JP Morgan Chase & Co. has been fined $200m by the US financial regulators after its executives were found using personal mobiles phones for business communications, avoiding oversight.
The Wall Street bank’s broker-dealer subsidiary J.P. Morgan Securities (JPMS) was slammed with a $125m fine by the US Securities and Exchange Commission (SEC) for ‘widespread and longstanding failures’ by the firm and its employees to record written communications.
JP Morgan was also ordered to pay $75m by the Commodity Futures Trading Commission as part of a separate enforcement order in connection with a similar violation dating back to July 2015.
According to a statement SEC, JPMS agreed to violating the federal securities laws and has agreed to enhance its compliance policies and procedures to settle the matter in addition to paying the penalty.
The firm admitted that its employees often relied on their personal devices, and used text messages, WhatsApp, and personal email accounts, to communicate securities business matters with clients from at least January 2018 through November 2020.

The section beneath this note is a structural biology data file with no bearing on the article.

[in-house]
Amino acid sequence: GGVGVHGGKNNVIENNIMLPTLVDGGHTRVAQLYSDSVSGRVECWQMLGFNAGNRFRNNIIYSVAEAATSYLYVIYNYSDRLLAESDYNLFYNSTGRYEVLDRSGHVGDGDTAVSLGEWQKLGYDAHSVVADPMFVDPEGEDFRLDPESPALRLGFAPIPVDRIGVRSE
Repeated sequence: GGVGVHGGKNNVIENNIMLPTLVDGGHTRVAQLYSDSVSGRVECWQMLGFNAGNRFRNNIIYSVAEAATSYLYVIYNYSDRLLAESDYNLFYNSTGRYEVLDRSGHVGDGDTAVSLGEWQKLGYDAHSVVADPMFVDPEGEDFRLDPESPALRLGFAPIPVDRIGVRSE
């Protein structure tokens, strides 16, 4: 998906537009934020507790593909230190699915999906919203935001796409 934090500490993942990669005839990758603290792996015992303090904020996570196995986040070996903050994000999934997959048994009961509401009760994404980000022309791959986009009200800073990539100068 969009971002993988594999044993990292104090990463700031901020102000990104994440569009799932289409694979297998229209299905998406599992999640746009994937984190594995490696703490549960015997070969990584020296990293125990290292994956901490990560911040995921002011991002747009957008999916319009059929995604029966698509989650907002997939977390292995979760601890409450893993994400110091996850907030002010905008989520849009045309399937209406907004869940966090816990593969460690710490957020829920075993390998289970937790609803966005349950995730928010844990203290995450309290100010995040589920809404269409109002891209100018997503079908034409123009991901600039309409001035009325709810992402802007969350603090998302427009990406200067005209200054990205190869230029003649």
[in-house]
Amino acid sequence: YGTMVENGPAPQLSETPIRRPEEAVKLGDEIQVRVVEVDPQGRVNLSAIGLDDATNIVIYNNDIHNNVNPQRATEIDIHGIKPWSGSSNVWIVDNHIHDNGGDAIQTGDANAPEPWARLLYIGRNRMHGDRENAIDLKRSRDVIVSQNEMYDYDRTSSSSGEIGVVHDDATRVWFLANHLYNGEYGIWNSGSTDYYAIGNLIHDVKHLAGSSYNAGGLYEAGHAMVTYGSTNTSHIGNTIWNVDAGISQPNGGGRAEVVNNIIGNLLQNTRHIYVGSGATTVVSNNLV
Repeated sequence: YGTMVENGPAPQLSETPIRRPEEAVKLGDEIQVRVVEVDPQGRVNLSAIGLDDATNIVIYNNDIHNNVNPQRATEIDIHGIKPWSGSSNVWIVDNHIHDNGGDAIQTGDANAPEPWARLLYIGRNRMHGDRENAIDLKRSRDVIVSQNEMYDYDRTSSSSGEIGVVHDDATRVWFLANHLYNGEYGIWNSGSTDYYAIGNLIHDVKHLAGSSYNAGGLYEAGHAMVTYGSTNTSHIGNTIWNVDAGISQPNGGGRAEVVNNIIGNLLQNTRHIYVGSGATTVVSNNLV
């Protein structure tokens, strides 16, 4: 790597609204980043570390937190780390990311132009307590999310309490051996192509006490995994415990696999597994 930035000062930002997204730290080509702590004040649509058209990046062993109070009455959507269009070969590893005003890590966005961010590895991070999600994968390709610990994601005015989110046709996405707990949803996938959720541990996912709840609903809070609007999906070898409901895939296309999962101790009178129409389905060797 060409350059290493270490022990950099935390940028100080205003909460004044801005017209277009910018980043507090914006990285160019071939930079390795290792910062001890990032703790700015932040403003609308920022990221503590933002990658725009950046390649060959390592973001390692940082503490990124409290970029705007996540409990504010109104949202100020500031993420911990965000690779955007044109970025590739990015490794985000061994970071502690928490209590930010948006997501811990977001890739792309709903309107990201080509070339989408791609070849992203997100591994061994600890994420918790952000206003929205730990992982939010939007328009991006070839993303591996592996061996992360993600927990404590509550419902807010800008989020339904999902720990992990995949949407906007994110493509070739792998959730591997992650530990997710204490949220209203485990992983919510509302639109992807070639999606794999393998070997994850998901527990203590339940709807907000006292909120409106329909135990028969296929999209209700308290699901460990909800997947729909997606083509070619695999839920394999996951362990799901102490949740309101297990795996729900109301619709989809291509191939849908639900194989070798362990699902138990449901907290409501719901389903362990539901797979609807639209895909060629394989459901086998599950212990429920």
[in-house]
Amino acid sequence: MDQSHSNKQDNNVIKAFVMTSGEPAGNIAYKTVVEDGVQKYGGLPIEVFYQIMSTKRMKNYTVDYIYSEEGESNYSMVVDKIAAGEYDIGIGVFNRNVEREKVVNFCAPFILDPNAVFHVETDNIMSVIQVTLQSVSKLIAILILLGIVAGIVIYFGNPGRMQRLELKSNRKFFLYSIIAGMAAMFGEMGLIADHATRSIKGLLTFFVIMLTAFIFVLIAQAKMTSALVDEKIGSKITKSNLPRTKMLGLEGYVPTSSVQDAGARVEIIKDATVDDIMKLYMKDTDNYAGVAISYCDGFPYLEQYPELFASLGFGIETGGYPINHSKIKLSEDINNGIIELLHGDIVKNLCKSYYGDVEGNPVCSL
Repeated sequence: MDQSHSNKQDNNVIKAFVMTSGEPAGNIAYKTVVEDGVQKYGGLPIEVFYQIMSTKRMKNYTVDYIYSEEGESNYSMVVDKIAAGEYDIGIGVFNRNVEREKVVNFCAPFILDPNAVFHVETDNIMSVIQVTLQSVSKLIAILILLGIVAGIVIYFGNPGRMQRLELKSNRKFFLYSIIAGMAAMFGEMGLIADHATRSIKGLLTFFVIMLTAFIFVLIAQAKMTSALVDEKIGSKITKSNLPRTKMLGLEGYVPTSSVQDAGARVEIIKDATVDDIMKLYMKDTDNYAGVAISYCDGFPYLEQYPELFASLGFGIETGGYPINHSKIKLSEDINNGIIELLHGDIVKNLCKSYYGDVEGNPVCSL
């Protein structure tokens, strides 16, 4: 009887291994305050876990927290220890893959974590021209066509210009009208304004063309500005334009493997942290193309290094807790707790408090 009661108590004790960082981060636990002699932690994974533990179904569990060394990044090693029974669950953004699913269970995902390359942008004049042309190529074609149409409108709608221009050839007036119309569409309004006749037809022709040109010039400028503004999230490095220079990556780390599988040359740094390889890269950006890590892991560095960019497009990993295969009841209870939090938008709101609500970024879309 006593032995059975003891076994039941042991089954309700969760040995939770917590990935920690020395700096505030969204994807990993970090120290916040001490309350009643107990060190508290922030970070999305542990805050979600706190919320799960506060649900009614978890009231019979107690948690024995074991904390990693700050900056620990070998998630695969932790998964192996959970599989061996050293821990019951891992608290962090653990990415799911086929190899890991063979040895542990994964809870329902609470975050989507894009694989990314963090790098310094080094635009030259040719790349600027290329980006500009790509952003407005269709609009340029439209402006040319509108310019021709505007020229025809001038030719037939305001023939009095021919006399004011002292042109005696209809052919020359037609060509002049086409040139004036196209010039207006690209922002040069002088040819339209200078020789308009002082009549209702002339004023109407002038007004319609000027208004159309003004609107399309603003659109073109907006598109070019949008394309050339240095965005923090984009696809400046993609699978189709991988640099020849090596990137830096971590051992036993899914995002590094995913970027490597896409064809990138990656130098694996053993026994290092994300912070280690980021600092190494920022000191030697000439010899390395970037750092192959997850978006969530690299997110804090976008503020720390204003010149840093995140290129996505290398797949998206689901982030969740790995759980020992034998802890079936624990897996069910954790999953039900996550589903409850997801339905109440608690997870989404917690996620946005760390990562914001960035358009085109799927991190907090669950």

The firm failed to preserve the records of these communications, as required by the federal securities laws.
SEC Chair Gary Gensler said: “Books-and-records obligations help the SEC conduct its important examinations and enforcement work. They build trust in our system. Ultimately, everybody should play by the same rules, and today’s charges signal that we will continue to hold market participants accountable for violating our time-tested recordkeeping requirements.”
Following the JPMorgan probe, the SEC is investigating the records-keeping practices at additional financial firms.
In 2016, Morgan Stanley agreed to pay $7.5m to the SEC to settle allegations of customer protection rule violations.